Trends in average Biochemical Oxygen Demand (BOD) in Great Britain (closed circles) and north-east England (open circles) between 1980 and 2012. The open squares show the maximum values of BOD recorded in NE England during the same period and the horizontal lines show the current UK standards required to support different classes of ecological status.
If the bugs responsible for breaking down organic matter in our rivers are not using so much oxygen then there should, in theory, be more in our rivers for fish and other wildlife to use. This is borne out by the evidence, though the trends are not as strong as for BOD. Note that in this case we are most interested in the minimum concentrations available. There are UK standards for dissolved oxygen but these are expressed as percent saturation, rather than concentrations, so we cannot compare the HMS data with these. One reason for the weak trend shown here is that the Environment Agency takes monthly “spot” measurements in the rivers it monitors and several factors including time of day can also affect the amount of oxygen present. A river that is visited in on a summer morning will have much lower concentrations of oxygen than one that is scheduled for a visit late in the afternoon of the same day.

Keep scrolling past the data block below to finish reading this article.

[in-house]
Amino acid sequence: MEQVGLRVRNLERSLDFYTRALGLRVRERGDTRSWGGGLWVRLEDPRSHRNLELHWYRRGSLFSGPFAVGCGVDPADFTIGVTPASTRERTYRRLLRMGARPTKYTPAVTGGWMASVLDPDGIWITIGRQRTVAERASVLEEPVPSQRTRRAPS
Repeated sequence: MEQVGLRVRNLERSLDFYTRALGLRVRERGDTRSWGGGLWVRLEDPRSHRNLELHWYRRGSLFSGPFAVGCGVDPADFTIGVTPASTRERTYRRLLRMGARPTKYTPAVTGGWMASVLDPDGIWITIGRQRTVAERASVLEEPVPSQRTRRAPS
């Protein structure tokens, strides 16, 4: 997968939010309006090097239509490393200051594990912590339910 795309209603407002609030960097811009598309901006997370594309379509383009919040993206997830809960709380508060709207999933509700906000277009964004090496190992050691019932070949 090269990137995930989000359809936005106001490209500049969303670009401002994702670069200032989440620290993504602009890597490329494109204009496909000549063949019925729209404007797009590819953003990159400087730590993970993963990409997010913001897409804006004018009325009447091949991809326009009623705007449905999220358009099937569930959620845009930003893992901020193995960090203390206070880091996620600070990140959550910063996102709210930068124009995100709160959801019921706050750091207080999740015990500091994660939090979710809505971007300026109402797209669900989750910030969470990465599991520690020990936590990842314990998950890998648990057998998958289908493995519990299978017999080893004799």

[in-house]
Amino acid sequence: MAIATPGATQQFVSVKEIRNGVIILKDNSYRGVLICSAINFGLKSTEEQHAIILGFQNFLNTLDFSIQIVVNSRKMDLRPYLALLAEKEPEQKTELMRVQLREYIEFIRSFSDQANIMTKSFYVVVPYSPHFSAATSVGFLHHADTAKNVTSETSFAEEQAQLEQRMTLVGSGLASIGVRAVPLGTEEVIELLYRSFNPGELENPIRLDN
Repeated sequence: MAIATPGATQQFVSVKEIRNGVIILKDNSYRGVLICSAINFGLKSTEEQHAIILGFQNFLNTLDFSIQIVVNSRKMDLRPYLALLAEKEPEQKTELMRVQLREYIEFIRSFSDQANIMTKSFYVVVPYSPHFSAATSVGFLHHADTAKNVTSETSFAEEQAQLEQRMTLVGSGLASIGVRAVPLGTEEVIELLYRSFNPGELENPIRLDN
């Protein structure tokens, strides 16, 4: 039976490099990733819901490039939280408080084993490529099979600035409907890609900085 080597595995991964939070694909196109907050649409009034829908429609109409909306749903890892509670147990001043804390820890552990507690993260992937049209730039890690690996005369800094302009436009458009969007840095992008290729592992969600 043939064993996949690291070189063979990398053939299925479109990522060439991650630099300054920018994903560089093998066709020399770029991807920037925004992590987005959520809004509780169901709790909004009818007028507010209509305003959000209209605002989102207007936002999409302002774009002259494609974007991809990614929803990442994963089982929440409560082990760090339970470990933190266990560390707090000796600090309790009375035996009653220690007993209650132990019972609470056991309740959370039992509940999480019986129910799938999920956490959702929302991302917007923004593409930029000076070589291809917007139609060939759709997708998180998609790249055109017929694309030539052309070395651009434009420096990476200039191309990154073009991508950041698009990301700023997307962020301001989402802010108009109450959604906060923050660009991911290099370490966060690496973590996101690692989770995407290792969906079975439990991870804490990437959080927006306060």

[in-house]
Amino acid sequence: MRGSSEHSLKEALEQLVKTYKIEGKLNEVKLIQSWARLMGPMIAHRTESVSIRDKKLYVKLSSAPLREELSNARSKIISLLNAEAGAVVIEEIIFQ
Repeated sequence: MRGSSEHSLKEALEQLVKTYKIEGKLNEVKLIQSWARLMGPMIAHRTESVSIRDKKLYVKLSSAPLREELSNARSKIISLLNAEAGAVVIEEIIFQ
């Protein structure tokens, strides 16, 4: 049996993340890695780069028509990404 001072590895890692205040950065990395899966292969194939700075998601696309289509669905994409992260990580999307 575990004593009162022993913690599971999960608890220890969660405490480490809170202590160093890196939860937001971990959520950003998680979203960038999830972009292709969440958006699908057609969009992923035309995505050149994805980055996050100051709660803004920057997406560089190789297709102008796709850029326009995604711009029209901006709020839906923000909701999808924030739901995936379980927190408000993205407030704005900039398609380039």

Trends in average dissolved oxygen concentrations in Great Britain and north-east England and minimum values in north-east England, between 1980 and 2012. Legend as for previous graph. Note that UK standards for dissolved oxygen are not expressed as milligrams per litre.
Another measurement that gives us a very good indication of the scale of organic pollution in a river is the concentration of ammonium. Proteins are broken down first to urea, which organisms excrete, and then, via the action of microbes, to ammonium. If there is a general trend of better regulation and improved sewage treatment then we would expect a gradual fall in the concentrations of ammonium over the past thirty years and this is, indeed, what we see.
As was the case for BOD, ammonia concentrations show a steady downward trend. In this case, the decline only starts after the establishment of the NRA in 1989. Once again, the average state of our rivers looks promising and even the maximum values recorded are now mostly within the standard for “good ecological status”, which is the EU’s threshold for acceptable river conditions.
So at the end of the first part of my survey of river conditions everything seems to look promising, with concentrations of some of the main pollutants associated with organic pollution within the limits that should enable the UK to meet targets set by the EU. The Environment Agency has a great deal of experience in managing sewage discharges and the technology for reducing concentrations of pollutants such as ammonium is well understood. In the next post, I’ll move on to consider two other pollutants where the situation is not quite so optimistic and several challenges still remain.
Trends in average ammonia-N concentrations in Great Britain (closed circles) and north-east England (open circles), and maximum values in north-east England, between 1980 and 2012. The horizontal lines show the current UK standards required to support different classes of ecological status.